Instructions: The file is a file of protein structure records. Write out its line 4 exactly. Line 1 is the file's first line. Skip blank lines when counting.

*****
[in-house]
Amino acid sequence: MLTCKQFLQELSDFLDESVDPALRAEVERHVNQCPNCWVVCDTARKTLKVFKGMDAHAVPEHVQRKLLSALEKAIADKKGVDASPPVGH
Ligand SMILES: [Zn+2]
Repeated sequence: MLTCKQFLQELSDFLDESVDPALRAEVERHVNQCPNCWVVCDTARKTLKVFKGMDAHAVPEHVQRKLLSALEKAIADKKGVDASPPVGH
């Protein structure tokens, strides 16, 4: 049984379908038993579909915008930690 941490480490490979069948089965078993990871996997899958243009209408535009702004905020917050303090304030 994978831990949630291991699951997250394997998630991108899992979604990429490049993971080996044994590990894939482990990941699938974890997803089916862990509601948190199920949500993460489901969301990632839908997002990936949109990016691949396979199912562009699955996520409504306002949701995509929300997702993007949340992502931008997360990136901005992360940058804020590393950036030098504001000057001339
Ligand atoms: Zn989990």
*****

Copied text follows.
Repeated sequence: MLTCKQFLQELSDFLDESVDPALRAEVERHVNQCPNCWVVCDTARKTLKVFKGMDAHAVPEHVQRKLLSALEKAIADKKGVDASPPVGH